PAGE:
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Do Deep Nets Really Need to be Deep?

Paper Takeaway

This write-up contains first impressions of the paper : Do Deep Nets Really Need to be Deep?


Currently, deep neural networks are the state of the art on problems such as speech recognition and computer vision. In this extended abstract, we show that shallow feed-forward networks can learn the complex functions previously learned by deep nets and achieve accuracies previously only achievable with deep models. Moreover, in some cases the shallow neural nets can learn these deep functions using a total number of parameters similar to the original deep model. We evaluate our method on the TIMIT phoneme recognition task and are able to train shallow fully-connected nets that perform similarly to complex, well-engineered, deep convolutional architectures. Our success in training shallow neural nets to mimic deeper models suggests that there probably exist better algorithms for training shallow feed-forward nets than those currently available.

Question Marks

The intuitions given in the paper extended abstract are tempting :

  • deep networks are better for learning than shallow networks
  • shallow networks don't actually need more parameters than deep ones
  • shallow networks may be more compressible (?)

Part of the reasoning is :

  • deep networks are better at discovering useful features
  • shallow networks can be helped to learn from the pre-trained deep ones by training them on a processed pre-output layer of a trained deep network (rather than training them on the original labels, which they are known to have difficulty with)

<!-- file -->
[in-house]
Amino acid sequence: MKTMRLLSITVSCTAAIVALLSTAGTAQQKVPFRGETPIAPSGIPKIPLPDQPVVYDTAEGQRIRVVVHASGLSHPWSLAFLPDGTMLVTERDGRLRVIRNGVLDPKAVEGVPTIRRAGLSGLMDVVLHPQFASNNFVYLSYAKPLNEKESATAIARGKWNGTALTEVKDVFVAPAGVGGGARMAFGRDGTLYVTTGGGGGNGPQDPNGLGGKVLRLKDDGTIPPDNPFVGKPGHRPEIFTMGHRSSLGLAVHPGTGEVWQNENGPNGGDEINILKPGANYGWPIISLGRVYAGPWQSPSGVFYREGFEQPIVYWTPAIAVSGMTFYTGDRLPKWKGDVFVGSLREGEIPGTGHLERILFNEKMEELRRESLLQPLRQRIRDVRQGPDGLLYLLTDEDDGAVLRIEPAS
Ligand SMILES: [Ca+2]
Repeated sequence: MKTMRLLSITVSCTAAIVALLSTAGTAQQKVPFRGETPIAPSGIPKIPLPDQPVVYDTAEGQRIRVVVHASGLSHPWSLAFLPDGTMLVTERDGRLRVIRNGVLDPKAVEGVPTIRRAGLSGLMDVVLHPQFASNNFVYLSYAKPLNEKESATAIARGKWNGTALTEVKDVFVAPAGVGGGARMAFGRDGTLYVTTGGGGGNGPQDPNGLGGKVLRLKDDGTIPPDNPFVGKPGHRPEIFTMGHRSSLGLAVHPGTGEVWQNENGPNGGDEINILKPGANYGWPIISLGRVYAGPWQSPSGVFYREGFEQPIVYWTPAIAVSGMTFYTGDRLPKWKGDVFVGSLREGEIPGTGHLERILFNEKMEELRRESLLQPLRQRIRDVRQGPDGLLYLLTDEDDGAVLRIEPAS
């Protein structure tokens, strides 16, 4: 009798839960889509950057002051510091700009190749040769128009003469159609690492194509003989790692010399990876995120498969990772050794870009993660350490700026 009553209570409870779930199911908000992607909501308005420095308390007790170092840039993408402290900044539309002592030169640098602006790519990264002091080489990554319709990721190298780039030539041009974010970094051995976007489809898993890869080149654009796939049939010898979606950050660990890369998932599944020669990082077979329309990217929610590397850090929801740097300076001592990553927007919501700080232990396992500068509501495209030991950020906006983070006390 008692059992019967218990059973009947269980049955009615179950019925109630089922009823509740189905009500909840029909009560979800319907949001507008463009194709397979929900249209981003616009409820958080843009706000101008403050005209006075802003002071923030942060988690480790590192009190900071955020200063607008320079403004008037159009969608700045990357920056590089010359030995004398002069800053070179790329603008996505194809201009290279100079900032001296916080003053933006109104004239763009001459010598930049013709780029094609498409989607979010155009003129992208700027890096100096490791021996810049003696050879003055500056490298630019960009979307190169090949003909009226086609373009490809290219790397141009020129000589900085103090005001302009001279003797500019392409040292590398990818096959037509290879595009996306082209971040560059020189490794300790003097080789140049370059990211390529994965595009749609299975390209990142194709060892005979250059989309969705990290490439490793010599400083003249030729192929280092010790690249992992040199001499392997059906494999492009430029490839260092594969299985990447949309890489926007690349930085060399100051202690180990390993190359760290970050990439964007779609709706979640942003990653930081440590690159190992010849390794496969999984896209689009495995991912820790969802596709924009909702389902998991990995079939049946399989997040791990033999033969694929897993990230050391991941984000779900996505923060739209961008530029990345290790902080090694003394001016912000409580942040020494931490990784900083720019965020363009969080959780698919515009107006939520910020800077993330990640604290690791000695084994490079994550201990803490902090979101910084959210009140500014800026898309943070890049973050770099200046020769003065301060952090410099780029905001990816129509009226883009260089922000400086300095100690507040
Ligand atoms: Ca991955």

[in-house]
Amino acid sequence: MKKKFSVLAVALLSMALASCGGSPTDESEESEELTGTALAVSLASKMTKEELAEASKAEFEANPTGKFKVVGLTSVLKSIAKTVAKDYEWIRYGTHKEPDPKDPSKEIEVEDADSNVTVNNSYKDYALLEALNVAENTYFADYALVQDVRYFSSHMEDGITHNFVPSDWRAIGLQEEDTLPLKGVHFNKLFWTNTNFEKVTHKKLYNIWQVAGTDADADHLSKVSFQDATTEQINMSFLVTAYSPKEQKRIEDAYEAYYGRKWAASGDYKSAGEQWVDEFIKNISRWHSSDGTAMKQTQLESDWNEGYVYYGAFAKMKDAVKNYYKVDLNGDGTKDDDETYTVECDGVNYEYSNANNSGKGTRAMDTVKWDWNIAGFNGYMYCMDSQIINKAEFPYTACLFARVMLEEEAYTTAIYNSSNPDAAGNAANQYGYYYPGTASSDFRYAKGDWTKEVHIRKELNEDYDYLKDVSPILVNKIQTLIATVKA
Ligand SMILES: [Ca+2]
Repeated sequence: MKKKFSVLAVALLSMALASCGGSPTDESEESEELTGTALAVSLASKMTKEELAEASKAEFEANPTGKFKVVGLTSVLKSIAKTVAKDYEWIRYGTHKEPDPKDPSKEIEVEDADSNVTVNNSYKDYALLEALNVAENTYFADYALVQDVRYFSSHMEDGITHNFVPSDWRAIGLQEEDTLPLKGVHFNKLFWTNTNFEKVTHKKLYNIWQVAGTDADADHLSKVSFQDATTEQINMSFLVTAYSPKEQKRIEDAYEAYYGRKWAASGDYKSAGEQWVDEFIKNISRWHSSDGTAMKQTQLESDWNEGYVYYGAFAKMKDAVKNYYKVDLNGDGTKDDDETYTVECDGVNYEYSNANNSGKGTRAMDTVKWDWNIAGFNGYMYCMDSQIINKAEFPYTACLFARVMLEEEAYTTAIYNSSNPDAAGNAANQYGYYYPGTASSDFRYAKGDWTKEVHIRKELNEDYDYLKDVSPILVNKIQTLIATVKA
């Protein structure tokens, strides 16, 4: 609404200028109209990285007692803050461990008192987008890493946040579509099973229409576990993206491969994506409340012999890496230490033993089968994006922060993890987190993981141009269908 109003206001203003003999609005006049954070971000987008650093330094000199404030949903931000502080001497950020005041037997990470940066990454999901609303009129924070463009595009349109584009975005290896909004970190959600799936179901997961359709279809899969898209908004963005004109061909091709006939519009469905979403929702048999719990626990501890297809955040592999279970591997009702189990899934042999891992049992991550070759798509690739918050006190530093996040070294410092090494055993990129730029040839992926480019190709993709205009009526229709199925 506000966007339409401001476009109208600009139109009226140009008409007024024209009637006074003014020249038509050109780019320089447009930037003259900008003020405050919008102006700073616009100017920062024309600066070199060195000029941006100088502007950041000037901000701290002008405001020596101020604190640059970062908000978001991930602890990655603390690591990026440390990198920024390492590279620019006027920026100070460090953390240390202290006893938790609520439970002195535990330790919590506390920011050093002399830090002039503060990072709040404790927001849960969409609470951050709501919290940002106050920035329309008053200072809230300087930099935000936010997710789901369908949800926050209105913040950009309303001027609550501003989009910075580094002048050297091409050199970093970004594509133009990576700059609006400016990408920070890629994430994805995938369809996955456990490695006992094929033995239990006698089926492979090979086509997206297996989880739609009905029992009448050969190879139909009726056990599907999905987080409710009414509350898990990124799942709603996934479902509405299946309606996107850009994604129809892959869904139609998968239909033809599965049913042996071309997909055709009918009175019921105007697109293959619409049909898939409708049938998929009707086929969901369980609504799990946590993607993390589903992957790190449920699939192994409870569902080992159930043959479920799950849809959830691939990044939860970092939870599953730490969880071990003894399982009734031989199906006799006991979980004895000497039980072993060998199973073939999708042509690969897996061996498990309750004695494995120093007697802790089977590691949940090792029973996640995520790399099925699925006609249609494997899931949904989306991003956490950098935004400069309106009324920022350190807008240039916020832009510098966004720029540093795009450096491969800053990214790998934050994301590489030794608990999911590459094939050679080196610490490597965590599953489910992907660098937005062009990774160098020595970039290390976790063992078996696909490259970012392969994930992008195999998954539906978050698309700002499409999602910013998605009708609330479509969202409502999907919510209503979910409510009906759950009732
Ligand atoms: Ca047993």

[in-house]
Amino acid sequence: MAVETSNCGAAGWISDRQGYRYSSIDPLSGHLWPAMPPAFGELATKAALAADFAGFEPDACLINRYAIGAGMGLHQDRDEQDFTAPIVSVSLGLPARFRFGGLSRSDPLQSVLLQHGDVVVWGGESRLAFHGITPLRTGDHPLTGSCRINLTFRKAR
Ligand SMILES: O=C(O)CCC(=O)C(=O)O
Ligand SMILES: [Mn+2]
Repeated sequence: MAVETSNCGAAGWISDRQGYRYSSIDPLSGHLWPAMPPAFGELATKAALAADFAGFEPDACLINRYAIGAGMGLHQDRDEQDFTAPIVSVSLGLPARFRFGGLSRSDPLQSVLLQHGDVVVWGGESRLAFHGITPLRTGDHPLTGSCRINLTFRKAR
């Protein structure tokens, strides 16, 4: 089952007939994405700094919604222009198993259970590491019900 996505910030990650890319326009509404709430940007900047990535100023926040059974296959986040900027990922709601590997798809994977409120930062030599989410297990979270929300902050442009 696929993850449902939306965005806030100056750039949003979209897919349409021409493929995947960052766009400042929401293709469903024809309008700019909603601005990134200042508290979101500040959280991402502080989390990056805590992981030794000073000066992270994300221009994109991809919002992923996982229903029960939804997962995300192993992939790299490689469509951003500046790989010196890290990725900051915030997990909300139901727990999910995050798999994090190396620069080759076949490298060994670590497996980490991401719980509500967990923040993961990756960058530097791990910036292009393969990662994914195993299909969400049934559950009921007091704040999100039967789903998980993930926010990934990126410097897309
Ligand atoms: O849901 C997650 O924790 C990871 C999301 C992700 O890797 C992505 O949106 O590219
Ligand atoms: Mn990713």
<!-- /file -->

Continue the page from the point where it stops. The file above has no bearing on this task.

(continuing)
There is talk of a 1000:1 reduction in parameters required to define the network, however it is not demonstrated.

Simple model : Includes Factorization

No doubt, the authors of the paper tried hard to optimise the number of weights that the single layer model used, and are reporting the best outcome they found.

One of the key wins was showing that the O(H*D) model could be O(k*(H+D)) factorizable, with a 'bottleneck linear layer' of size k. This factorization had little cost in terms of fit (maybe a benefit in terms of generalization) and a definite win in terms of fit per parameter.

Simple model : Learning from pre-output stage

The intermediate layer that the shallow network is trained on is pre-processed : log(p) is used rather than just p. This is another interesting optimisation that is probably the result of experimentation (with an attractive post-hoc explanation).

Idea : Deep Nets embed an implicit human model of data

Deep-convolutional networks implicitly embed a human-crafted regularisation on the form of the model that is difficult to capture with the same number of parameters in a single layer - but, when enhanced with more data, the model becomes well-specified enough to be learnable, for the given 'parameter budget'.

Can't the larger model (which learns from the training set well) simply be used to generate more learning cases for the simple model?

Also interesting

The feature generation aspect of deep learning is also interesting. A deeper network may be able to identify 'hidden features' because its hieirarchical structure more directly maps to the nature of the problem space. But, once fitted, the key take-aways can be distilled out for a simpler network to learn. Interesting to think of short-term learning vs long-term memory here too.

Drop-out was 'critical' for deep net learning. Drop-out was not used for the shallow net.